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International Adoption in California

A Complete Guide to the International Adoption Process

While international adoption in California is the least chosen form of adoption, for some families, adopting a child from another country is an ideal way to grow their family.

If you are wondering about what to expect when adopting a child from another country, this guide will provide you with the most up-to-date information about this type of adoption.

Types of Adoption in California

When hopeful adoptive families begin to consider adoption, they often have questions about the different types of adoption agencies and what to expect with each. There are three types of adoption agencies available to those who are hoping to adopt:

  • Private domestic agencies: these agencies facilitate infant adoptions between prospective birth mothers and hopeful adoptive families who reside in the United States.

  • Foster care agencies: these agencies facilitate the adoption of children in foster care whose need changes from a safe and loving temporary placement to a permanent adoptive family.

  • International agencies: these agencies facilitate the adoption of infants and children from other countries. 

International Adoption in California

When you choose to work with an international adoption agency to complete an international adoption in California, you are often facing a more complicated process than with the other two choices. This is due to the complexities that arise while navigating the regulations from two different countries, international travel, and varying eligibility requirements.

Furthermore, it is essential that you choose to work with an adoption professional who is accredited to work in the country from which you are hoping to adopt. The agency you work with must also be Hague-compliant, whether you are adopting in a Hague country or not.

The Hague Adoption Convention is an international treaty developed to protect children adopted internationally from trafficking, provide them better access to medical records. These regulations also require itemized expenses and the issuing of Adoption Certificates and Custody Certificates. Some countries are accredited by Hague, and others are not, but all U.S. couples must follow the same Hague-compliant federal standards.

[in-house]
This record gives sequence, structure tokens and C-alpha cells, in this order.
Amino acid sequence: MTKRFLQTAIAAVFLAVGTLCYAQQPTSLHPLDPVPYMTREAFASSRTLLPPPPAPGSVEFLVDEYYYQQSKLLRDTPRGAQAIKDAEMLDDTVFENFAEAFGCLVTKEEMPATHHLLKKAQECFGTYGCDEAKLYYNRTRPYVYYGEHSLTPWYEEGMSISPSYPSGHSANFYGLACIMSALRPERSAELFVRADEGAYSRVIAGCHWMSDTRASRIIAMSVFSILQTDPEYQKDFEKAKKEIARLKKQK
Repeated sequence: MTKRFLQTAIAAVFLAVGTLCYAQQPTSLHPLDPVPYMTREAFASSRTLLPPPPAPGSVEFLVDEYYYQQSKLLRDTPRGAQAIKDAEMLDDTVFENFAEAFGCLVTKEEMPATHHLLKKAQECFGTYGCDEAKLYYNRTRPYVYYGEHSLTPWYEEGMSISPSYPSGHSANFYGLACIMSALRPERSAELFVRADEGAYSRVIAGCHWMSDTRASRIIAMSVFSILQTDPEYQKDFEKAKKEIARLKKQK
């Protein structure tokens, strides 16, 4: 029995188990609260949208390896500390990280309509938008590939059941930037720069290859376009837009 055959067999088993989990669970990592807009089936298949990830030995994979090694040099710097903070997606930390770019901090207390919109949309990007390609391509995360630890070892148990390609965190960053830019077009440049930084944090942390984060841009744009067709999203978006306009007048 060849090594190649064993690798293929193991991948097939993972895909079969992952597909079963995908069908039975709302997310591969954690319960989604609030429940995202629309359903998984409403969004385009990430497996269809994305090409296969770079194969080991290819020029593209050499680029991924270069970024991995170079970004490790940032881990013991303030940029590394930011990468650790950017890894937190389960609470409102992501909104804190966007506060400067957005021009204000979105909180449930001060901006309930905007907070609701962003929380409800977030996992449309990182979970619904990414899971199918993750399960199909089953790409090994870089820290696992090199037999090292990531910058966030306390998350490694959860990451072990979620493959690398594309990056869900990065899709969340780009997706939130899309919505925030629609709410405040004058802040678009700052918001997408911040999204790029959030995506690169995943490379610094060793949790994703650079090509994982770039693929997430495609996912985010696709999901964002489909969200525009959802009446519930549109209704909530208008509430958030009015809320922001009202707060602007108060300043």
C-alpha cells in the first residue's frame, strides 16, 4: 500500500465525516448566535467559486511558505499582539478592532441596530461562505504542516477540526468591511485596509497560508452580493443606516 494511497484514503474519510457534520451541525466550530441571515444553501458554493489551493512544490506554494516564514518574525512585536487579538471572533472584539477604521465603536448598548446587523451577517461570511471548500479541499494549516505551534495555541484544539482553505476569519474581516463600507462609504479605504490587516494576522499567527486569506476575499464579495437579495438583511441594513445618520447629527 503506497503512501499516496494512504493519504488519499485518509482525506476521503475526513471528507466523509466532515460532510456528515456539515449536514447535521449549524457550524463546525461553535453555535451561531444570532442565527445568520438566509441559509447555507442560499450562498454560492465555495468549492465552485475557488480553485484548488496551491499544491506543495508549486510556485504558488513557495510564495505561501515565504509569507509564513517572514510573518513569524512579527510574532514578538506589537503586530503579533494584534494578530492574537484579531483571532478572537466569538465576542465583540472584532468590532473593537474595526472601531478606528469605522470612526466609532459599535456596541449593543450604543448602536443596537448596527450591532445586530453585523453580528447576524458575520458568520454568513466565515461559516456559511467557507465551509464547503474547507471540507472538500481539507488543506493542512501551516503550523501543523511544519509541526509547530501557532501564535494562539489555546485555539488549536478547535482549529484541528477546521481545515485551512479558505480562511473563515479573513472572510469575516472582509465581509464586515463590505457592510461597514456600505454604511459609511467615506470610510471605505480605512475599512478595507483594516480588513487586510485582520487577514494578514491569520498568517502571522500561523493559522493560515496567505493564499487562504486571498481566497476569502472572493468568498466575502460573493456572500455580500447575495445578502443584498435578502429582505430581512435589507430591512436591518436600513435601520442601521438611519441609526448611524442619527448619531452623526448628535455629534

If that all sounds confusing — it can be! That’s why it is so important to work with the right adoption agency.

Is International Adoption in California For Me?

People from all backgrounds and life paths consider adopting internationally. While your reasons are unique, you may relate to some of these common reasons for adopting internationally.

International adoption is ideal for:

  • Those equipped to navigate cultural transitions: Significant obstacles can arise when the customs and lifestyle of a child suddenly shift. Couples who are willing to do research on the country from which they are adopting and who are willing to support their child through a potentially difficult transition are the kinds of families who might gravitate toward international adoption in California.

  • Those open to a child of any age: While there are sometimes infants who are adopted from other countries, often the need for adoption occurs later in the life of the child. If you are passionate about integrating an older child into your home, international adoption in California might be right for you.